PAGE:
For a third of my life, I have only known darkness, and the only familiarity with its opposite left much to be desired. With Independence Day quickly approaching, it only seems appropriate to talk about the word most closely associated with this holiday, freedom. It seems that in order to really appreciate our freedom, we must acknowledge that lurking somewhere beneath its depths, is the bondage of slavery. Both come in many forms and are represented by many images and motifs. Freedom means mental and emotional enlightenment whereas slavery is reminiscent of lightlessness, or the absence of courage, wisdom, and power. During those years of drinking, drugs, and despair, my natural aversion to darkness in all forms was turned on its head. In the literal sense, I loathed the daytime as its only purpose was served as an intermission between bouts of unabashed, and uninhibited drinking. Without light there cannot be life, and I was certainly bankrupt of either of these. In a metaphorical sense, light is a representation of many qualities; honesty, goodness, faith, strength, and of course freedom. Psalms tells us that truth is a lamp for our feet and a light to our path. As long as I continued to relegate myself to living a lie, I would merely exist with as much purpose as a candle with no flame to ignite its wick. The same light I fought so hard to blind myself from all those years would eventually become exactly what was required to emancipate myself from this slavery to the abyss of darkness. Only then I was able to see the light at the end of the tunnel; I was able to feel freedom within my grasp.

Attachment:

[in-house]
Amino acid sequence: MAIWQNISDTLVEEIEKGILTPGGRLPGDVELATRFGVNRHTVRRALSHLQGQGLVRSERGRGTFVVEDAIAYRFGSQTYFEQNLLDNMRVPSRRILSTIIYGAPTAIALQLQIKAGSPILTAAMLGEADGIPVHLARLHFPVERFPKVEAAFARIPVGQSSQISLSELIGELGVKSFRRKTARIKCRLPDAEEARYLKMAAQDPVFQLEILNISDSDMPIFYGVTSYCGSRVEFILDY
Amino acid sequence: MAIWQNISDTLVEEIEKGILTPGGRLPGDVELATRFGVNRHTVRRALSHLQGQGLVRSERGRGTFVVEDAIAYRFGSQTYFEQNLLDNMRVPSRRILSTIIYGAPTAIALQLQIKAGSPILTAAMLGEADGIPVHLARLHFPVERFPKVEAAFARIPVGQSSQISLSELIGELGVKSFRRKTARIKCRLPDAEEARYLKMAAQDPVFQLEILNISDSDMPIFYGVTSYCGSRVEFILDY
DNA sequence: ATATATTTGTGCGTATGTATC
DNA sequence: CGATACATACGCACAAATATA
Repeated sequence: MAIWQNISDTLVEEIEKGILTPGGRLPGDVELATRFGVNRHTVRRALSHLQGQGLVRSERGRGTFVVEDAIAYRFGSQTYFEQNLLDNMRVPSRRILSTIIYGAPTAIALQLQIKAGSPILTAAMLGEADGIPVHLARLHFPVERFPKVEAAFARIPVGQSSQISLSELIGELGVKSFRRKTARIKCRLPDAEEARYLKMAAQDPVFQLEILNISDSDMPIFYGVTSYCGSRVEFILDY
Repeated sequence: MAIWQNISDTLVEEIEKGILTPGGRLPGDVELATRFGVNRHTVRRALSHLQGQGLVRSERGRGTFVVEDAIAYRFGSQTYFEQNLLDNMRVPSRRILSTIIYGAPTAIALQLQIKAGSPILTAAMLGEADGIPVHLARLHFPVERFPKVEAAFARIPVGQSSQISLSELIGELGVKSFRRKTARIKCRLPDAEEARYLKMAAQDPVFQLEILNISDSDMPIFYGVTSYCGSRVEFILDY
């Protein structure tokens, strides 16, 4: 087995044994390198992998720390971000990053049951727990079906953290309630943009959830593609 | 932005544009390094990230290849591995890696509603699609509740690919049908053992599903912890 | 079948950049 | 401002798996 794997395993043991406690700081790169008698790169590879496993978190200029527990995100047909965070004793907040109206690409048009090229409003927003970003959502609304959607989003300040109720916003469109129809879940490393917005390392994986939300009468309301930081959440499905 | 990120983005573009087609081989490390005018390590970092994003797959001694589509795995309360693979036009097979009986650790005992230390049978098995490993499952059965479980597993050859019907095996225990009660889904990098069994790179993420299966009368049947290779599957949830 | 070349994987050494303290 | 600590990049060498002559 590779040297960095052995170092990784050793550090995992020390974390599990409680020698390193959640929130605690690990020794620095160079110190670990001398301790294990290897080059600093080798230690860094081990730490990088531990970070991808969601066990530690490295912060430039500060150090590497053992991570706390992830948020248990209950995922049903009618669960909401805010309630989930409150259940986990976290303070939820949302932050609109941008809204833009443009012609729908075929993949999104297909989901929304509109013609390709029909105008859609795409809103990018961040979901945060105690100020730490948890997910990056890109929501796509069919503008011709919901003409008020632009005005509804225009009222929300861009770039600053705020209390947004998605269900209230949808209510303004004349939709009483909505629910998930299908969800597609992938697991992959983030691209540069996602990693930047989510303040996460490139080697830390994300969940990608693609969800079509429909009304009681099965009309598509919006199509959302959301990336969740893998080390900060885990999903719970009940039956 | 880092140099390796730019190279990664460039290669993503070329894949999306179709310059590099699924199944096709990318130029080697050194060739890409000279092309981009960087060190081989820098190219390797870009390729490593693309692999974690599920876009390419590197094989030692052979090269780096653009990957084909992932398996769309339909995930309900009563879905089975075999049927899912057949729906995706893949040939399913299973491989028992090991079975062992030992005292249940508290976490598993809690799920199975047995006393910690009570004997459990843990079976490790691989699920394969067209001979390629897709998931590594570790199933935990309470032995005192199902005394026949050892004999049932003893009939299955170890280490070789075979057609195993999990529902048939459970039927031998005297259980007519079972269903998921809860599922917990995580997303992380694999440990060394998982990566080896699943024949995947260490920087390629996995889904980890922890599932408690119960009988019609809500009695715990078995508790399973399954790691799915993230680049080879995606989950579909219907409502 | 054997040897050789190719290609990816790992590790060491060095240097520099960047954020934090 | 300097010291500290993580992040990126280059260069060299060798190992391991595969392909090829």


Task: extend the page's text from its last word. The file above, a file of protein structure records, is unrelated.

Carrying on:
I find it difficult to commit energy to metaphysical or supernatural matters, and as a general rule, try to avoid getting caught up in this type of contemplation. Working in recovery, however, has unfortunately made me rethink this approach as anyone who works closely with addicts will probably attest that dark forces are very real, and very alive within this disease. As someone who almost chose a permanent residence on that proverbial dark side of the moon, there’s only one thing I’ve ever felt more viscerally than that permanent blackness; and that is the feeling of rebirth from the light. Aristotle said, “It is during our darkest moments that we must focus on the light”. Before I decided to embark on my own journey towards it, I always found that quote to be extremely vague, fruitless, and lazy, especially considering the regard I held for its author! Now humbled and ashamed of my prior ignorance, I surely see now the projection of my own lack of clarity and frustration on to this wisdom. I recognize that the slavery I was suffering was of my own making. Three key factors that can facilitate the finding of ones freedom from addiction are also, not so coincidentally, the three things I mentioned earlier that are absent from enlightenment; power, courage, and wisdom. We need to harness the power to respond to challenges, the courage to choose a different way, and the wisdom to take direction from our true selves as well as other in order to create lasting change. Here at South Orange County Detox and Treatment, we pride ourselves in helping the individual pave a path that encapsulates all of these. We do not nor cannot promise to give you freedom; we do, however, promise to help you shed the chains of slavery and to walk with you while you amass freedom for yourself. We encourage you to not only honor our collective freedom this 4th of July, but to emancipate ourselves from the slavery of addiction and celebrate the potential of our individual freedom.